World Bulletin / News Desk
A nine-year-old boy with a massive tumour was whisked from a gang-infested neighbourhood in Mexico by US agents and taken across the border for treatment in New Mexico.
The boy and his parents were snatched from the gang-infested neighbourhood in Ciudad Juarez – one of the deadliest cities in the world – in an armoured vehicle after members of a New Mexico Baptist church saw him near an orphanage and sought help.
The parents of the child, identified only as Jose to protect his family, said the tumour on his shoulder and neck had grown so large that it affected his eyesight and could move into his heart.
With no money for medical care, the family sought treatment in Ciudad Juarez and El Paso, but did not receive any help removing the tumour, which has afflicted Jose since birth.
Denise Gutierrez, a victim assistance co-ordinator for Homeland Security Investigations, said the boy and his parents were granted a 45-day humanitarian visa for treatment in New Mexico, and a coalition of US agencies led by Homeland Security Investigations began working to get them into the United States.
The US Border Patrol helped the family enter the United States.
It is still unclear, however, what treatment is needed or if he will need to return for follow-up visits.
Europe's top court ruled on Thursday that obese people can be considered as disabled, meaning that they can be covered by an EU law barring discrimination at work.
The greater the exposure to fine particulates emitted by fires, vehicles, and industrial smokestacks the greater the risk, found the study
Mali's last infected patient recovered and left hospital last week, while the remaining individuals who came in contact with an infected person finished a mandatory 21-day quarantine
The young man, who hails from the southern city of Khan Younis, was the Gaza Strip's first H1N1 fatality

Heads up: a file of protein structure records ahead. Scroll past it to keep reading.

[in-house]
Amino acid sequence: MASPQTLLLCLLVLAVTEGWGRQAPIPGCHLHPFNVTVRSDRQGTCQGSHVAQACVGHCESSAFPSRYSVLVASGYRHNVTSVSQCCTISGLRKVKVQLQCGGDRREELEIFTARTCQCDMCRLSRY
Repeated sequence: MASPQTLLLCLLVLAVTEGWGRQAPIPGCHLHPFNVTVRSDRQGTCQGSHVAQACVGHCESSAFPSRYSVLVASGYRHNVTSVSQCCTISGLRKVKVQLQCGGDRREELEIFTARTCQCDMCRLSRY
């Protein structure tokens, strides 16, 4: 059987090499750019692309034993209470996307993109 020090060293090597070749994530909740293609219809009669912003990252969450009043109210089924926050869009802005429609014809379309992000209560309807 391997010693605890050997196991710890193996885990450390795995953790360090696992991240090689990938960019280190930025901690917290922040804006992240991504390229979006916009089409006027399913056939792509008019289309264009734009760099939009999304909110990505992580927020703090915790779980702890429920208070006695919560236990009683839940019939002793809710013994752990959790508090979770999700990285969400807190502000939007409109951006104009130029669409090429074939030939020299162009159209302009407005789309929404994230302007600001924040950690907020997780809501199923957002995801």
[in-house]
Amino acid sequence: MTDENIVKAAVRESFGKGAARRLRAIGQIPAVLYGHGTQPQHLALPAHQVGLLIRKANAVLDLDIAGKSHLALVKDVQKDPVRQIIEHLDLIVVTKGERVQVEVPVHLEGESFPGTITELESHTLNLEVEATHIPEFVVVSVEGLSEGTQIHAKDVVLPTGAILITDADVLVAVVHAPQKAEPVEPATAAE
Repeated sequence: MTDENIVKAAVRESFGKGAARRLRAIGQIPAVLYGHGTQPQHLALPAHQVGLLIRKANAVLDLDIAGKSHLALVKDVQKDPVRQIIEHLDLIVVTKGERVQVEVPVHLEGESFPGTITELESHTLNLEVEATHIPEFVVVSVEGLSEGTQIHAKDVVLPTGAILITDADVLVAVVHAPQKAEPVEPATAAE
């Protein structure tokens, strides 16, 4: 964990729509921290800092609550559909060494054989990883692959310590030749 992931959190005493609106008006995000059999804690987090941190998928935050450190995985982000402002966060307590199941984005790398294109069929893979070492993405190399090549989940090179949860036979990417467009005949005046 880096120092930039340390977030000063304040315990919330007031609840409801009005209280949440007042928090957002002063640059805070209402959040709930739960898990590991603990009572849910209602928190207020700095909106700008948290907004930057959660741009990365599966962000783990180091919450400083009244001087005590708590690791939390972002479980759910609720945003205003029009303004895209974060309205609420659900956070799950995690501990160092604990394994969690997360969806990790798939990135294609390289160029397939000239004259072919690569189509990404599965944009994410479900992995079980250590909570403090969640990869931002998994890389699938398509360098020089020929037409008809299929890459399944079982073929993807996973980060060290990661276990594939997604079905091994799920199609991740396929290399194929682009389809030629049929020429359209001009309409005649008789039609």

The text appeased developing countries, including China and India, concerned that previous drafts would impose too heavy a burden on emerging economies
Global environmental umbrella organization designates country as most backward at UN climate conference in Lima.
Ship carrying 1,500 tons of food and medical supplies heads to Ebola-hit West Africa who is need of urgent medical supplies.
Peru has more tropical glaciers than any other nation but rising temperatures linked to global warming have helped shrink the ice masses by up to 40 percent
Pesticide poisoning causes inability to breathe, chemical burns, loss of reflexes, twitching, and ultimately death, experts say
The human safety trials, which began in Geneva on Nov. 10, are due to resume on Jan. 5 in up to 15 volunteers after checks to ensure that joint pain symptoms in hands and feet were "benign and temporary"
The Nazca Lines are a set of giant images of plants and animals, such as a monkey, a spider and a hummingbird, excavated in the soil some 1,500 years ago.
Experts have sounded the alarm in recent years over how plastic pollution is killing huge numbers of seabirds, marine mammals and other creatures while sullying ocean ecosystems.
Nine months into the worst Ebola outbreak on record, Ebola is still spreading in Sierra Leone and parts of Guinea.
The death toll from the Ebola outbreak in West Africa has risen to 6,331 in the three worst hit countries, with Sierra Leone overtaking Liberia as the country with the highest number of cases
A total of 140 cases of measles had been reported whilst 6 people have died from the disease according to the Egyptian Health Ministry
The Ethiopian government is in the middle of a biannual spike in malaria as it seeks to control the epidemic.